Linked by Thom Holwerda on Fri 25th Jan 2013 14:20 UTC
PDAs, Cellphones, Wireless Buried deep within Nokia's press release about its financial results, there's a line that pretty much signals the end of one of the most popular and successful mobile operating systems in history. With Nokia retiring its use, Symbian is no more.
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UltraZelda64
Member since:
2006-12-05

Who would've guessed... you shut down your production and research sites in various countries, get rid of your employees, even sell your main headquarters, and you make a little bit of profit! After you've cut thousands of jobs around the world and shut down or sold your properties, suddenly your loss of profit becomes lower: there is no one left to pay and you're left with fewer taxes and property expenses to have to pay.

Once all of their property and talent is sold, at best, Nokia will only be a shadow of their former self. They might as well just end themselves now, just have Kamikaze Elop hurry up and finish what he started. End the company's pain and suffering. They won't really matter in the end at this rate.

Reply Parent Score: 3

Nelson Member since:
2005-11-29

Yes basically, Elop has restructured Nokia and made it leaner and more efficient than before. I honestly can't believe you're arguing against cost saving measures.

Elop has positioned his company to be more financially secure and as a result has ensured the continued execution of the transition.

What was your excuse last quarter? What will be your excuse next quarter?

Reply Parent Score: 2

UltraZelda64 Member since:
2006-12-05

The one true cost-saving measure would be just getting it over with and dissolving. And after pawning off all their talent and research/production facilities, pretty much everything they had, they'd probably be better off just doing that.

Reply Parent Score: 3

Soulbender Member since:
2005-08-18

Who would've guessed... you shut down your production and research sites in various countries, get rid of your employees, even sell your main headquarters, and you make a little bit of profit! After you've cut thousands of jobs around the world and shut down or sold your properties, suddenly your loss of profit becomes lower: there is no one left to pay and you're left with fewer taxes and property expenses to have to pay.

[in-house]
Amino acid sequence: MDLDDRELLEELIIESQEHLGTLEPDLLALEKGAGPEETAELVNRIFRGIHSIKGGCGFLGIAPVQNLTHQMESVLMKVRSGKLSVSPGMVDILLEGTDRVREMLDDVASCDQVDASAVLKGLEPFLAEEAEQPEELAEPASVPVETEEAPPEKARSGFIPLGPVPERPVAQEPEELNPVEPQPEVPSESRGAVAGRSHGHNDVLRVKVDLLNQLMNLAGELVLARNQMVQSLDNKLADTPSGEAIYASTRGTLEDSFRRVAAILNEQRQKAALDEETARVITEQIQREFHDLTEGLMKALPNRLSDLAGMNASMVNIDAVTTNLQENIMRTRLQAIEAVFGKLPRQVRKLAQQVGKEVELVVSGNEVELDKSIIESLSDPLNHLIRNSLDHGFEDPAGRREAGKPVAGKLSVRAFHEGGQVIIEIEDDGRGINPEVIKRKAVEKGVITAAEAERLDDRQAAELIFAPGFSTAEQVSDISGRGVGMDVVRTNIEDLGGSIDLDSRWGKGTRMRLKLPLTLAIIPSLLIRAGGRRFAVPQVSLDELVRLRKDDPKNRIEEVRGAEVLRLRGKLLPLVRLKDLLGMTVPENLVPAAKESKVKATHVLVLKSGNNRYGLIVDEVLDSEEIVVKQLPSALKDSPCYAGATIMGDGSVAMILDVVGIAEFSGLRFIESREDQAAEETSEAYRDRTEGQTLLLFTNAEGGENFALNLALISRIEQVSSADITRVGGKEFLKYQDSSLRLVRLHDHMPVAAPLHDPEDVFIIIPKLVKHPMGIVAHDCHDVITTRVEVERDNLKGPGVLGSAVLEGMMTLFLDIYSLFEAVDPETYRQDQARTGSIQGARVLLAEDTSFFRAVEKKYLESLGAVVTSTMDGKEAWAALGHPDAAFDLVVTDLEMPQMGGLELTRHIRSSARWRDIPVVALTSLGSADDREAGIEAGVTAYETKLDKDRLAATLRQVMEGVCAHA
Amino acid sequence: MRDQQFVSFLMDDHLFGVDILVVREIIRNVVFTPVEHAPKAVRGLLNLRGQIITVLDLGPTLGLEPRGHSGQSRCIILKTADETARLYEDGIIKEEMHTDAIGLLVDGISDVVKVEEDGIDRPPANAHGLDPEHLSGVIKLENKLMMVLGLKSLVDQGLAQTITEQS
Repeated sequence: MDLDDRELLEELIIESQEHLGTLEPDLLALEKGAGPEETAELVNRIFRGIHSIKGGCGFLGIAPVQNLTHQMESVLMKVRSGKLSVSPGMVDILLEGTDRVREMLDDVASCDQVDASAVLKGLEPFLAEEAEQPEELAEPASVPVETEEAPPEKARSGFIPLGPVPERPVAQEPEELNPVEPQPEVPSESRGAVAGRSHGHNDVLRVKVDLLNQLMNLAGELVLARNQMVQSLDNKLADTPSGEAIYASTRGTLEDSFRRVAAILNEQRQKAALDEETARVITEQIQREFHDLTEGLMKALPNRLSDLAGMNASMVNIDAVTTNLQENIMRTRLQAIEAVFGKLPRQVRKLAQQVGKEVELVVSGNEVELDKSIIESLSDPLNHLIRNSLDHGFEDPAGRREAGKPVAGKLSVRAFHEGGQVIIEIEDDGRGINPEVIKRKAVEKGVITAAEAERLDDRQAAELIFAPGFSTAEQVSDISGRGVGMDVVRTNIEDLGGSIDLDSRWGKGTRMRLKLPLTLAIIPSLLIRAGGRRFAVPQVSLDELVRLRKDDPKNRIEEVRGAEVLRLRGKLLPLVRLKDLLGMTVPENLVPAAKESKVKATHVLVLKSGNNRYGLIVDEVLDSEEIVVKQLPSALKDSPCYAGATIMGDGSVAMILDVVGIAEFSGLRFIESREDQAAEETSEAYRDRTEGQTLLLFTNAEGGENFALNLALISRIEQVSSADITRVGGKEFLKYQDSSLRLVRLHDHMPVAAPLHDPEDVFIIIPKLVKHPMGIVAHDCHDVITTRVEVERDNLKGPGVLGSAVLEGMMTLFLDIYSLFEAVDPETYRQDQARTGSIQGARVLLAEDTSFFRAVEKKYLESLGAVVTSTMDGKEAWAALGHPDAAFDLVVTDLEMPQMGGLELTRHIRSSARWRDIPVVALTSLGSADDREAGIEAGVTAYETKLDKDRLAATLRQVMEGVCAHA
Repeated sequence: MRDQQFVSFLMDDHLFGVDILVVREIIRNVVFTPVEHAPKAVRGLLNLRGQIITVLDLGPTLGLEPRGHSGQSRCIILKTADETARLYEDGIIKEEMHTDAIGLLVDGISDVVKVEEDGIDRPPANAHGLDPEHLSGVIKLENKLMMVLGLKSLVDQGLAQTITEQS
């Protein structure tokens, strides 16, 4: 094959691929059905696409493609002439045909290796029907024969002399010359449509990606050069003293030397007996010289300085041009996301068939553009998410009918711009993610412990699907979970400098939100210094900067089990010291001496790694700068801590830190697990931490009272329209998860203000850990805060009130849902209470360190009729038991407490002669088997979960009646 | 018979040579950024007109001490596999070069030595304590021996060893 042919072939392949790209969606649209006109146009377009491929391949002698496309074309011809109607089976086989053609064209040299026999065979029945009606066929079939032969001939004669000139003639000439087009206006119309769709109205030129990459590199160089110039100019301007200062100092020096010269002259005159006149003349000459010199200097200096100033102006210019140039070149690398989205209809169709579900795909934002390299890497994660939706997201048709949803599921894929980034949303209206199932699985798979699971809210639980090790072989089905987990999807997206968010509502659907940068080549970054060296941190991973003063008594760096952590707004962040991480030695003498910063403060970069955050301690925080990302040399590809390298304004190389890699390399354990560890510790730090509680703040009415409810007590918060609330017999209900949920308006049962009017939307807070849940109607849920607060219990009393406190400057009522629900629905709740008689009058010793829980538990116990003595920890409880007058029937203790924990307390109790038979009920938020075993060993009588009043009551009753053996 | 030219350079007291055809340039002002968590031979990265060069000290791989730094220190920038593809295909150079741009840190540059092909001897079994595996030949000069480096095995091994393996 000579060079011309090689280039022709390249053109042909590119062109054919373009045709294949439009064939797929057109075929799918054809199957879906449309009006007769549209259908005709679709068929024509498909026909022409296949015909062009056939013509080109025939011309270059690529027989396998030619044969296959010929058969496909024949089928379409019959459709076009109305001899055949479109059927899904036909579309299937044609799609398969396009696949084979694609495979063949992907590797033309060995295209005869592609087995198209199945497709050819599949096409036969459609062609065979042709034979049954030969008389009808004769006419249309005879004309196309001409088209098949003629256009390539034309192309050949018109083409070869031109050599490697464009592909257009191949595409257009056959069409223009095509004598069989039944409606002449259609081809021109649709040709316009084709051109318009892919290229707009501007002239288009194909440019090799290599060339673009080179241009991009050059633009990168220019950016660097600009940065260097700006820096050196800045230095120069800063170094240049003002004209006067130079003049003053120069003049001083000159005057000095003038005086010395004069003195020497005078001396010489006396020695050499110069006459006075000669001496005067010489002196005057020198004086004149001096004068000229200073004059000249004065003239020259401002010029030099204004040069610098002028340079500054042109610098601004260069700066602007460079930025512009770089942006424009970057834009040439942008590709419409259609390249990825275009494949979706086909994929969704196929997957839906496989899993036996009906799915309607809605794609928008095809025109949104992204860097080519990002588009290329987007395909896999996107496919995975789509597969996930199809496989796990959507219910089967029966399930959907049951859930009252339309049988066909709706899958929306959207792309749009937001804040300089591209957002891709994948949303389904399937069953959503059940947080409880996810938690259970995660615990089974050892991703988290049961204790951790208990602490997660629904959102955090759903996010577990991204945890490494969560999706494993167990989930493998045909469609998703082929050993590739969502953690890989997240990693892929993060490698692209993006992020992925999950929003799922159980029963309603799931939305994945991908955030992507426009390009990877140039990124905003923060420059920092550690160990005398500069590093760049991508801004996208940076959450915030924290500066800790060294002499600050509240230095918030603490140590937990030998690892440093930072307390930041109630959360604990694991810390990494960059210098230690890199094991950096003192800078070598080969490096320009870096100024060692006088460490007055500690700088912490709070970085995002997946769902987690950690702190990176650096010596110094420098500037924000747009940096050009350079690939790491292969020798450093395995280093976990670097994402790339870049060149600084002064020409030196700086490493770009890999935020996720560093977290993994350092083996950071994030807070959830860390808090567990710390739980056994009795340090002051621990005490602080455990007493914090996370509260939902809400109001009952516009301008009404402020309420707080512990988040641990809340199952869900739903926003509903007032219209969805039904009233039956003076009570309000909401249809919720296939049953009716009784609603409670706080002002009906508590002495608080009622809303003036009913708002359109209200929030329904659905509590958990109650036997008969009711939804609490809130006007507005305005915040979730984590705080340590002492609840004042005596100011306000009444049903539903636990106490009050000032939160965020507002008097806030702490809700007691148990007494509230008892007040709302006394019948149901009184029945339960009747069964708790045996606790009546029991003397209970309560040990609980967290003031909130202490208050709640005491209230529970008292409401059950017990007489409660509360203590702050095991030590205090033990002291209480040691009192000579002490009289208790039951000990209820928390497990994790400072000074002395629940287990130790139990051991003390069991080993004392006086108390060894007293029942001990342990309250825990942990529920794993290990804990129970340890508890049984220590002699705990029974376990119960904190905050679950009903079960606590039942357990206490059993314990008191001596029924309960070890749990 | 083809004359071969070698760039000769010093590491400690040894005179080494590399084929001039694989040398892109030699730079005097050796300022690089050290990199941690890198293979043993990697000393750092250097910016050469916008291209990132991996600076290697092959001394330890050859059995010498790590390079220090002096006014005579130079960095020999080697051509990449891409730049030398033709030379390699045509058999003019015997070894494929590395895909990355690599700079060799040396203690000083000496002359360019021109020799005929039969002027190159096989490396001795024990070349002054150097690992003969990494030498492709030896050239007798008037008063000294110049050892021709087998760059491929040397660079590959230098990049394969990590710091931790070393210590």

Maybe it's says something about how the company was managed up until recently...

Reply Parent Score: 2

cdude Member since:
2008-09-21

Up until recently or to be more exact till the quarter Elop issued his burning Nokia memo, destroying there cash-cow a year before they had the new product in markets, Nokia was number 1 for many many years, making huge profits, increasing them quarter by quarter.

Take the real asset Nokia has left as example. There patent portfolio. 50 billion dollar! This was and is the fruit of all the decades of heavy R&D investment done before, of factories producing world-record phones, of talented emplyees, clever management and high-quality producs loved by customers. The patents portfolio, there biggest current asset left, and the years of profits, of cash reserve, market lead and grow. All gone with the burning Nokia memo except the patents. Parts of the patents turned into cash already (eg RIM's recent payments saving Nokia's Q4 numbers, Apple's payments the quarter before, the sell off of a few of that patents to patent-trolls, etc pp).

Today's Nokia ia still living and surviving from all the succesful years before that ARE result of that invesments. Sure, somebody like Elop could have joined Nokia 15 years ago already and save lots of cash by decreasing all investment already back then. Streamline like Nelson named it. Then today there would be no Nokia. That's the facts.

And now after all this "streamlining" we have to ask a question impossible to even think about just some years ago: Will there be a Nokia in 5 years?

Edited 2013-01-27 08:39 UTC

Reply Parent Score: 3